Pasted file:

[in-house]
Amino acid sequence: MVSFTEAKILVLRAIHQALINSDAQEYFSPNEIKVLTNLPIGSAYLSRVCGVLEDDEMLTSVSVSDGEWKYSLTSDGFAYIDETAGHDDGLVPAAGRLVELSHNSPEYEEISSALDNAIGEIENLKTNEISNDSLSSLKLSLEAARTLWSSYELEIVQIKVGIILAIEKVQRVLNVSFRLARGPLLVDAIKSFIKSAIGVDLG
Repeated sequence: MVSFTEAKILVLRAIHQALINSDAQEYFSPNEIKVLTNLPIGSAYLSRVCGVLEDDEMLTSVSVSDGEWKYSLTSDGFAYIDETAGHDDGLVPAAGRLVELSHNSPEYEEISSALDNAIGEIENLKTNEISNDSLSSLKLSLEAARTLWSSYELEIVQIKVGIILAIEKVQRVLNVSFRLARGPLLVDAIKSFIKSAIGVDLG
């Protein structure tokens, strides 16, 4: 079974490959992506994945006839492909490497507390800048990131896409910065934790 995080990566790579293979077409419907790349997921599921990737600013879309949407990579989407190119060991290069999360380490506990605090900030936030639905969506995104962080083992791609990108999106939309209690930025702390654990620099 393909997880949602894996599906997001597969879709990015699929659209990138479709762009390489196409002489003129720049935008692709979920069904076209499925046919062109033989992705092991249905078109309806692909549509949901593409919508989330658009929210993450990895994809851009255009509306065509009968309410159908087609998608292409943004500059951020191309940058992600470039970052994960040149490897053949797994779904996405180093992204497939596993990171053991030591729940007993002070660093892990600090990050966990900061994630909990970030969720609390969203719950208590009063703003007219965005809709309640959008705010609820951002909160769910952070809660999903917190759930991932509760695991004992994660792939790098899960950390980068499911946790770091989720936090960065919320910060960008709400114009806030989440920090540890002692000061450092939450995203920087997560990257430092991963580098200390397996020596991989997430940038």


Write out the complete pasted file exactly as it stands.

[in-house]
Amino acid sequence: MVSFTEAKILVLRAIHQALINSDAQEYFSPNEIKVLTNLPIGSAYLSRVCGVLEDDEMLTSVSVSDGEWKYSLTSDGFAYIDETAGHDDGLVPAAGRLVELSHNSPEYEEISSALDNAIGEIENLKTNEISNDSLSSLKLSLEAARTLWSSYELEIVQIKVGIILAIEKVQRVLNVSFRLARGPLLVDAIKSFIKSAIGVDLG
Repeated sequence: MVSFTEAKILVLRAIHQALINSDAQEYFSPNEIKVLTNLPIGSAYLSRVCGVLEDDEMLTSVSVSDGEWKYSLTSDGFAYIDETAGHDDGLVPAAGRLVELSHNSPEYEEISSALDNAIGEIENLKTNEISNDSLSSLKLSLEAARTLWSSYELEIVQIKVGIILAIEKVQRVLNVSFRLARGPLLVDAIKSFIKSAIGVDLG
């Protein structure tokens, strides 16, 4: 079974490959992506994945006839492909490497507390800048990131896409910065934790 995080990566790579293979077409419907790349997921599921990737600013879309949407990579989407190119060991290069999360380490506990605090900030936030639905969506995104962080083992791609990108999106939309209690930025702390654990620099 393909997880949602894996599906997001597969879709990015699929659209990138479709762009390489196409002489003129720049935008692709979920069904076209499925046919062109033989992705092991249905078109309806692909549509949901593409919508989330658009929210993450990895994809851009255009509306065509009968309410159908087609998608292409943004500059951020191309940058992600470039970052994960040149490897053949797994779904996405180093992204497939596993990171053991030591729940007993002070660093892990600090990050966990900061994630909990970030969720609390969203719950208590009063703003007219965005809709309640959008705010609820951002909160769910952070809660999903917190759930991932509760695991004992994660792939790098899960950390980068499911946790770091989720936090960065919320910060960008709400114009806030989440920090540890002692000061450092939450995203920087997560990257430092991963580098200390397996020596991989997430940038």